In the fourth part of this series about implementing feature toggles for a Spring Boot application, we will take a look at how our implementation so far introduced a dependency on the application being restarted for changes to take place.

In part 1, we modified the FeatureToggle annotation to support toggling beans and decided to use that for toggling features at the controller level. If we had a system capable of providing the feature toggle information to the application without restarts, the change in the state of the controller level toggles will have no effect because the controller is not going to be re-wired for request mapping, unless the application is restarted.

This raises the interesting question - Are bean level switches really feature toggles, considering that they can never be altered without application restarts? A better approach would be to consider bean switches as purely configurations and use facades that route commands to either of the beans based on a feature flag. In the example configuration provided, is treating the choice between storing sessions in-memory / Redis an actual feature, considering it does not provide any value to the end-user?

To ensure that we are not tying feature toggling to restarts, we will remove the meta-annotation we introduced to FeatureToggle in part 1.

@Target({ElementType.TYPE, ElementType.METHOD})
@Retention(RetentionPolicy.RUNTIME)
@Documented
public @interface FeatureToggle {
  String feature();

  boolean expectedToBeOn() default true;
}

With this change, we no longer have the ability to toggle off an entire controller. Having to annotate all handler methods in a controller is going to be a painful, error-prone approach. In order to provide the ability to toggle entire controllers, we can modify the FeatureInterceptor to look for annotations present on the controller class in addition to annotations present on the handler methods.

public class FeatureInterceptor implements HandlerInterceptor {
  private final FeatureRepository featureRepository;

  public FeatureInterceptor(FeatureRepository featureRepository) {
    this.featureRepository = featureRepository;
  }

  @Override
  public boolean preHandle(HttpServletRequest httpServletRequest, HttpServletResponse httpServletResponse, Object handler) throws Exception {
    HandlerMethod handlerMethod = (HandlerMethod) handler;
    if (handleMethodAnnotation(handlerMethod) &&
        handleTypeAnnotation(handlerMethod.getBeanType()))  {
      return true;
    }
    httpServletResponse.setStatus(HttpServletResponse.SC_NOT_FOUND);
    return false;
  }

  private boolean handleTypeAnnotation(Class<?> controllerType) {
    FeatureToggle controllerTypeAnnotation = controllerType.getAnnotation(FeatureToggle.class);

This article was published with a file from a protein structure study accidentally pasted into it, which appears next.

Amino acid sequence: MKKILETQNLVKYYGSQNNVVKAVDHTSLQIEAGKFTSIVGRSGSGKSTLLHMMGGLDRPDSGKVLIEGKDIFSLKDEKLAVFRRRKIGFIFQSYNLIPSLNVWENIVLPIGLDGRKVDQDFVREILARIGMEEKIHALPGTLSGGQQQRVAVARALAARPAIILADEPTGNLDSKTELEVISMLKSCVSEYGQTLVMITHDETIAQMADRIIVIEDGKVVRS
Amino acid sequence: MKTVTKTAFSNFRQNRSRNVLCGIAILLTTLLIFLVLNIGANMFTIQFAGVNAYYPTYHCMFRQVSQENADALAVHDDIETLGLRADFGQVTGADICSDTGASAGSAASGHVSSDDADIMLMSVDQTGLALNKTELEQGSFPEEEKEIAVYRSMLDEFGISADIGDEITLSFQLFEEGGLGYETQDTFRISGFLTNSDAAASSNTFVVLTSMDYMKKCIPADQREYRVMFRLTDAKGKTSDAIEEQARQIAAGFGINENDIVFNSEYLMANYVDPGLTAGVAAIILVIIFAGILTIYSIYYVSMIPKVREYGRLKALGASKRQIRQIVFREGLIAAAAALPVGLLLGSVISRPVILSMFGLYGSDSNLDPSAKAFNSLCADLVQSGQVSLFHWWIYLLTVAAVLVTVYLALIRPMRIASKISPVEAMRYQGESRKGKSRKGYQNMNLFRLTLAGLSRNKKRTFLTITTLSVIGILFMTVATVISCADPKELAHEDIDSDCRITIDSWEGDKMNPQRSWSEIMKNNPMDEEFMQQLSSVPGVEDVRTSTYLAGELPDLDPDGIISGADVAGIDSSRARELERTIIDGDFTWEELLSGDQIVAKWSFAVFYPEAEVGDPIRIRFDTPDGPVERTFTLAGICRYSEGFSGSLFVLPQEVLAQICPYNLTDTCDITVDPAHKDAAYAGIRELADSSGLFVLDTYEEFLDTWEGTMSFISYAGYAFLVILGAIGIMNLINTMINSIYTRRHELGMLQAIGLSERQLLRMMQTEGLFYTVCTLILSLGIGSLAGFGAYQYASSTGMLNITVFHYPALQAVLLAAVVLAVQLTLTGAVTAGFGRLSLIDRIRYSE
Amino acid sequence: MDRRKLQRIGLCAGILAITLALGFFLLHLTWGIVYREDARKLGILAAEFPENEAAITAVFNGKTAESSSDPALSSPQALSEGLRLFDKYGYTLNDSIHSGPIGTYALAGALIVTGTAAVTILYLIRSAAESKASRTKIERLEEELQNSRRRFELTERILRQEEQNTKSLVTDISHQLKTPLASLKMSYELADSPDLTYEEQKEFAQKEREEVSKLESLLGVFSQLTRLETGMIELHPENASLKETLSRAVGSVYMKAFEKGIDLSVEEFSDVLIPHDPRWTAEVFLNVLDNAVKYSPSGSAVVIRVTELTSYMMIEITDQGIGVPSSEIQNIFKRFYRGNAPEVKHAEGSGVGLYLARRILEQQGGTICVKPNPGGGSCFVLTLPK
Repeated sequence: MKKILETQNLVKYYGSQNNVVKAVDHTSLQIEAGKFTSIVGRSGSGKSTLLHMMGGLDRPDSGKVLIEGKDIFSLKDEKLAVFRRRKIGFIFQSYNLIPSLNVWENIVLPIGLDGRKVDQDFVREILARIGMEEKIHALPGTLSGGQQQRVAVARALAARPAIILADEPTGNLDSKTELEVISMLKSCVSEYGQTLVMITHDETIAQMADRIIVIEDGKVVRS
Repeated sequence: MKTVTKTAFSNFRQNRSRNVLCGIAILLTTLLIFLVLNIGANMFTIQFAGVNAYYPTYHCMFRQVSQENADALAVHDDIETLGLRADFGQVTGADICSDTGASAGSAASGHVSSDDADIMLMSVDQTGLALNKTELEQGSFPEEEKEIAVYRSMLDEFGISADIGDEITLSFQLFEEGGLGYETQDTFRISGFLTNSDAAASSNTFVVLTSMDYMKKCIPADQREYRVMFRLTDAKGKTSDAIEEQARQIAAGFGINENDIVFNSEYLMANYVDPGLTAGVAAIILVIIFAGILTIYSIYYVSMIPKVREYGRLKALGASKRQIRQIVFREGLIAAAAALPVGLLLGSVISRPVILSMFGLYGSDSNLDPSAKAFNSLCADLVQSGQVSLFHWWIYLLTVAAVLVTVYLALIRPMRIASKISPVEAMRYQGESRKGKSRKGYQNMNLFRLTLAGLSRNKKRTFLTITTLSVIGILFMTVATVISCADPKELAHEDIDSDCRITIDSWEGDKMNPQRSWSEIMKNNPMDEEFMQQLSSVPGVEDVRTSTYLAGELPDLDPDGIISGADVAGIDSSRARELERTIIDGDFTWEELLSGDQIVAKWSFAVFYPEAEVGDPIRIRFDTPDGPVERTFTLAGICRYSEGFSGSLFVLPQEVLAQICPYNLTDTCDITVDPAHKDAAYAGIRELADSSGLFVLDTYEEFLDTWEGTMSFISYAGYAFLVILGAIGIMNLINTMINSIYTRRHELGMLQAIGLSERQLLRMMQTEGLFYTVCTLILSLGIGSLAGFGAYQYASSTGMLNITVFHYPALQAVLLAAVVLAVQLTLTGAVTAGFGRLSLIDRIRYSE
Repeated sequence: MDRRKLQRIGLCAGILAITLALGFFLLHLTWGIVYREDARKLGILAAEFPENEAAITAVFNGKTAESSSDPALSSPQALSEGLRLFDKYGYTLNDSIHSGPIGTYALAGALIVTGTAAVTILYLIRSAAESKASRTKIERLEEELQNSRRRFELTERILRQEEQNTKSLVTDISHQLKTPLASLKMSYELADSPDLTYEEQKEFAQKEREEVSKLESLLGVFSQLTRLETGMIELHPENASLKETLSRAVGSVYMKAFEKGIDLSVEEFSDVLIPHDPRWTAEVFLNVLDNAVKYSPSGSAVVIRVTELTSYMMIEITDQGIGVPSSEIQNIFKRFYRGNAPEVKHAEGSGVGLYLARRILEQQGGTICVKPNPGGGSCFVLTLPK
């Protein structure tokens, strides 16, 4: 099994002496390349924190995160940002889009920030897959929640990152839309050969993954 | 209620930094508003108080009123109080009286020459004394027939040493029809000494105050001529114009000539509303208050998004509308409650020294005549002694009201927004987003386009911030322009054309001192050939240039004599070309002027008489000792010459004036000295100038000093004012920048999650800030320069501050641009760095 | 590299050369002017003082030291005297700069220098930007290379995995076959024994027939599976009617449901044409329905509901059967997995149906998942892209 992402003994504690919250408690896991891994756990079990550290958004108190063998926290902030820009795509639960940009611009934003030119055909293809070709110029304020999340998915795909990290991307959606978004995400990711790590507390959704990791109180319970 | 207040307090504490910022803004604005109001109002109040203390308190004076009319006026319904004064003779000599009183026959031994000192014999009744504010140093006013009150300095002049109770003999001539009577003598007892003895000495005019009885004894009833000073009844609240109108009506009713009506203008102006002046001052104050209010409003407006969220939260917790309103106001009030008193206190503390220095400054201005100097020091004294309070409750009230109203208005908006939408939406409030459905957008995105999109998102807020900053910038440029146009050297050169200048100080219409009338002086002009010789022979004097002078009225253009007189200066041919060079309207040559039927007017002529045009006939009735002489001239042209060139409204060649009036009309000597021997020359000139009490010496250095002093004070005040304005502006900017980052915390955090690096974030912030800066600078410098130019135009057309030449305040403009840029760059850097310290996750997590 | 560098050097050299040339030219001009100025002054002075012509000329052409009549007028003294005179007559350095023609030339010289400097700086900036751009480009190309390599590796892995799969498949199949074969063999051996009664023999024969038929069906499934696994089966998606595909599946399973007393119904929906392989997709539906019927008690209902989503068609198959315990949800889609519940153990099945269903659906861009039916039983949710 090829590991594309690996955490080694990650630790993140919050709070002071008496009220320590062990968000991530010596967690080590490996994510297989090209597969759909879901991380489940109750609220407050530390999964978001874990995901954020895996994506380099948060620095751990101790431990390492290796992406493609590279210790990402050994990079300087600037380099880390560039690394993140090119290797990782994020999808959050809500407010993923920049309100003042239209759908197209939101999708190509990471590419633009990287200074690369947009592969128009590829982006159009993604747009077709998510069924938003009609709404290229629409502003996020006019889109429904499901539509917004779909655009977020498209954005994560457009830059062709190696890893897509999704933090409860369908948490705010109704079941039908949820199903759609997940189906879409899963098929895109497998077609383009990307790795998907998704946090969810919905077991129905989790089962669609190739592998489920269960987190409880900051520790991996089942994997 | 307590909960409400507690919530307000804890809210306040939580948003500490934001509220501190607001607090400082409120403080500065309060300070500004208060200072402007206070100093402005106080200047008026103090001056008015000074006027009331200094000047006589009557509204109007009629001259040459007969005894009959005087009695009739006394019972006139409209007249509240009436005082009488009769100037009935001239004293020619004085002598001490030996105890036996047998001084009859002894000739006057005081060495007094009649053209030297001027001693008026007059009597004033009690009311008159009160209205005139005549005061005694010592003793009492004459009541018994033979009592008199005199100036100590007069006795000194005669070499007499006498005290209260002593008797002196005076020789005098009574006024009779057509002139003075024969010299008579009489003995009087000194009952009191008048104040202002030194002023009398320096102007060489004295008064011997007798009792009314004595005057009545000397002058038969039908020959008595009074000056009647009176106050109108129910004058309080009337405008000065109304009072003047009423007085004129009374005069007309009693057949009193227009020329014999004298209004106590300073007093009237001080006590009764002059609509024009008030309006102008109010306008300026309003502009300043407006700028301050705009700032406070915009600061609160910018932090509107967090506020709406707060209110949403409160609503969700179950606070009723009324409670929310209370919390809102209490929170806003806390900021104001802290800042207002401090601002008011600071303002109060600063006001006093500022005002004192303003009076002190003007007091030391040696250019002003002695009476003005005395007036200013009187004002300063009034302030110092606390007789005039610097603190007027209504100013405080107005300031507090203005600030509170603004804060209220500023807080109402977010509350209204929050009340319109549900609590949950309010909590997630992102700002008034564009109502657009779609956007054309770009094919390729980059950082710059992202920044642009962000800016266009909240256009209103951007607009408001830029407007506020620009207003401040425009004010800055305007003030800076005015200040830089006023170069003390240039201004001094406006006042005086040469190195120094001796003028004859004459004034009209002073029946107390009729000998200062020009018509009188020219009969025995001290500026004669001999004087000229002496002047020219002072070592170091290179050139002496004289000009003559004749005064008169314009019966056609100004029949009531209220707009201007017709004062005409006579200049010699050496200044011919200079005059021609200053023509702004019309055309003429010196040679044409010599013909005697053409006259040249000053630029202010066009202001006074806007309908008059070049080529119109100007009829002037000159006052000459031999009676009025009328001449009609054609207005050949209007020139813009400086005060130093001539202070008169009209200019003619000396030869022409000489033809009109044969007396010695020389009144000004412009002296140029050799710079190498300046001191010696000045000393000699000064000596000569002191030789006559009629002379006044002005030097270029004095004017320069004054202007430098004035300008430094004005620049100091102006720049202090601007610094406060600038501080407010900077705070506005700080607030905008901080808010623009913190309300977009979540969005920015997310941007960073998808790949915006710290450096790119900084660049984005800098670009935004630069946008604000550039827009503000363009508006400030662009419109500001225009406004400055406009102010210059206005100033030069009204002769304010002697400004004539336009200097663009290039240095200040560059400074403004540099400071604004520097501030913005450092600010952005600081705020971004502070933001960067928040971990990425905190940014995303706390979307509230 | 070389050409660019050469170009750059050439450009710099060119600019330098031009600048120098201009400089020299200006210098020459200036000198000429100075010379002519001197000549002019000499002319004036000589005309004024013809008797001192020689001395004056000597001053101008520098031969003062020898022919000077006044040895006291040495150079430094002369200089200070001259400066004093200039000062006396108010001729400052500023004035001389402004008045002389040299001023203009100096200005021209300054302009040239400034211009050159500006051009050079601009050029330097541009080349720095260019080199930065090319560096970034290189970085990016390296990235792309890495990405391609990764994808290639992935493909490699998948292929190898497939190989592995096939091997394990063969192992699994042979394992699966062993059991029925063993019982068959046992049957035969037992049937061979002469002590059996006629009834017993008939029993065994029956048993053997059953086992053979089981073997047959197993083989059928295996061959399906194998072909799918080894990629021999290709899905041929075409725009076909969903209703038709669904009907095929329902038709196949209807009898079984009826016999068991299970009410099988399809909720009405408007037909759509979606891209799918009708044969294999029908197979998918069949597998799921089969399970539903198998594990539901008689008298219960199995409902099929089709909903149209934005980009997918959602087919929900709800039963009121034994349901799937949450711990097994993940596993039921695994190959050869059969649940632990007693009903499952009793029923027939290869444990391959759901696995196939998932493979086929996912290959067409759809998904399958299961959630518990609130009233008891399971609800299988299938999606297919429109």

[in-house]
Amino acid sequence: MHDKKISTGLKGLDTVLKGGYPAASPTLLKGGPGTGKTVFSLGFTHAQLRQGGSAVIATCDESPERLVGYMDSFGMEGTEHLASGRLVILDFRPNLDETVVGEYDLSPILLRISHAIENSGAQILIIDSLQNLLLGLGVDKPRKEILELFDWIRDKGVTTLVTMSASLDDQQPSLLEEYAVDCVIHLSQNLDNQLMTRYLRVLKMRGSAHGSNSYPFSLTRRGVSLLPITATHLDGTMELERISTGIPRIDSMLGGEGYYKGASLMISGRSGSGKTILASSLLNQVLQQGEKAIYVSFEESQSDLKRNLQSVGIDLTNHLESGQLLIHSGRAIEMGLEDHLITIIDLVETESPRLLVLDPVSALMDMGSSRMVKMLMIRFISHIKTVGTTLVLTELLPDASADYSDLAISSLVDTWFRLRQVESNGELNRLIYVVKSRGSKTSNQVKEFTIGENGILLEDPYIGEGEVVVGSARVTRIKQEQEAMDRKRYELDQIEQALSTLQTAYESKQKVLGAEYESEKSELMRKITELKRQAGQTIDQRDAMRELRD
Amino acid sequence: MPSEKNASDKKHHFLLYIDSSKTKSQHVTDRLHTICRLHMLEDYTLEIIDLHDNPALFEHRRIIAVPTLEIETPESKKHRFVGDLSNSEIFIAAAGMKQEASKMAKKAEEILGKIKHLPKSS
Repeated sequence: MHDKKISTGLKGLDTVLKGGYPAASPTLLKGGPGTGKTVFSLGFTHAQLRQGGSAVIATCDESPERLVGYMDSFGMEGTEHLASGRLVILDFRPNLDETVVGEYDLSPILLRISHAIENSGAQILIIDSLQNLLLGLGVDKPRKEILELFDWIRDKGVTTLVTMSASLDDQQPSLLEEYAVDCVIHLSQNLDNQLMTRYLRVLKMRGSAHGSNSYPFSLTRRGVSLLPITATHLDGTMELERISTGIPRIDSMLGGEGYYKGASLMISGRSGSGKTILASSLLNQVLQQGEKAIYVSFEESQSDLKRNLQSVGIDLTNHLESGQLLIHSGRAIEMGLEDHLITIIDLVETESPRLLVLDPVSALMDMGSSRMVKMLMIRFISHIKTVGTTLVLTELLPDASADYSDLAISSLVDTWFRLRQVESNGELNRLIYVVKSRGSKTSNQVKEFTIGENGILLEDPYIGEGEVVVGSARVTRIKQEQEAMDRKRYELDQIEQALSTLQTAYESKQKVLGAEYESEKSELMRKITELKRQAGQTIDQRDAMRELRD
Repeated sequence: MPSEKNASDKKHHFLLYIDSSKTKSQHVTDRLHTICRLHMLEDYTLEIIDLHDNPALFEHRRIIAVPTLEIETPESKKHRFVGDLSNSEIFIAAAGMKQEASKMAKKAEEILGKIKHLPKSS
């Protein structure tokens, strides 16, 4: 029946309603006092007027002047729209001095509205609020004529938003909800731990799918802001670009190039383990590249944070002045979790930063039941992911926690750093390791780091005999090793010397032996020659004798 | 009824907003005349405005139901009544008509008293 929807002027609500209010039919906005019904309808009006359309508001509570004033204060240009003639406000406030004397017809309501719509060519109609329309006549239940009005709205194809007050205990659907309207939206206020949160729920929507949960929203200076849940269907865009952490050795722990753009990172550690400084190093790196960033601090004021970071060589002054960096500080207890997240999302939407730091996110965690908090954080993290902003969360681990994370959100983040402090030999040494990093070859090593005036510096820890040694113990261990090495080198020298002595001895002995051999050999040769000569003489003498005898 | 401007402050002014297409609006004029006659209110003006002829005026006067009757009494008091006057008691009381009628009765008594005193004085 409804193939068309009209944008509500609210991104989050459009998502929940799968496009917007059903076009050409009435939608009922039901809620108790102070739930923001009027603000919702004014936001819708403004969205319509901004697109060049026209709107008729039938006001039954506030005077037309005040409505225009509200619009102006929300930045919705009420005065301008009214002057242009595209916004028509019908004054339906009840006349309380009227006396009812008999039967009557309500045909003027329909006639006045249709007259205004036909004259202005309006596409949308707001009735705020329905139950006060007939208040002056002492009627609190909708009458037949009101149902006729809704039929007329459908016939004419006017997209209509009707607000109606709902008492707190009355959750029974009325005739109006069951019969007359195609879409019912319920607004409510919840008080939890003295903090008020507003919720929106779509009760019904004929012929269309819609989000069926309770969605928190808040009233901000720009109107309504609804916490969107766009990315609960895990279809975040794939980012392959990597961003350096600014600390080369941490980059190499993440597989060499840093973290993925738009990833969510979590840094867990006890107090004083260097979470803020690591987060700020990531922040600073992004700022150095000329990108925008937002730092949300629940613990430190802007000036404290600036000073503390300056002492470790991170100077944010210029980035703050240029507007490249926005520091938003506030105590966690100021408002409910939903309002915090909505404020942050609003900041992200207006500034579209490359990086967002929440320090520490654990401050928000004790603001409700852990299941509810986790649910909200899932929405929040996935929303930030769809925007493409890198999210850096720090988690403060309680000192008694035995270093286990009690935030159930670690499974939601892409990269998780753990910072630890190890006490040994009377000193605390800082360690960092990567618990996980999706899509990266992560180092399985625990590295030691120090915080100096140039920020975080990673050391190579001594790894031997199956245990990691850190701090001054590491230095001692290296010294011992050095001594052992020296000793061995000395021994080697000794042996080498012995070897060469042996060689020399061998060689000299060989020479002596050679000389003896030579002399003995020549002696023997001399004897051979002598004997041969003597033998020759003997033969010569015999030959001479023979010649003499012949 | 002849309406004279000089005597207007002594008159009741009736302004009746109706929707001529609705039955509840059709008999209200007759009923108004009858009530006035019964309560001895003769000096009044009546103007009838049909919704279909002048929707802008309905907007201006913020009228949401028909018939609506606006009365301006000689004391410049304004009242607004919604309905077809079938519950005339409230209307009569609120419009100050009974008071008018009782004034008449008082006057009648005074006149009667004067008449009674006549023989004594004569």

return checkFeatureState(controllerTypeAnnotation);
  }

  private boolean handleMethodAnnotation(HandlerMethod handlerMethod) {
    FeatureToggle methodAnnotation = handlerMethod.getMethodAnnotation(FeatureToggle.class);
    return checkFeatureState(methodAnnotation);
  }

  private boolean checkFeatureState(FeatureToggle methodAnnotation) {
    if (methodAnnotation == null) {
      return true;
    }

    if(featureRepository.isOn(methodAnnotation.feature()) == null) {
      return true;
    }

    if(methodAnnotation.expectedToBeOn() == featureRepository.isOn(methodAnnotation.feature())) {
      return true;
    }
    return false;
  }

  @Override
  public void postHandle(HttpServletRequest httpServletRequest, HttpServletResponse httpServletResponse, Object o, ModelAndView modelAndView) throws Exception {

  }

  @Override
  public void afterCompletion(HttpServletRequest httpServletRequest, HttpServletResponse httpServletResponse, Object o, Exception e) throws Exception {

  }
}

This will correctly intercept requests routed to handler methods even if the annotation is at the controller level instead of the method level.

@RestController
@RequestMapping("/foo")
@FeatureToggle(feature = "feature.foo")
public class FooController {
  @RequestMapping("")
  public Map hello() {
    return Collections.singletonMap("message", "hello foo!");
  }
}

Now that we have a feature toggling mechanism in place that no longer depends on application restarts, in the next part, we will look at providing this information to the application from a source that does not require restarts.

If you have questions or comments about this blog post, you can get in touch with me on Twitter @sdqali.

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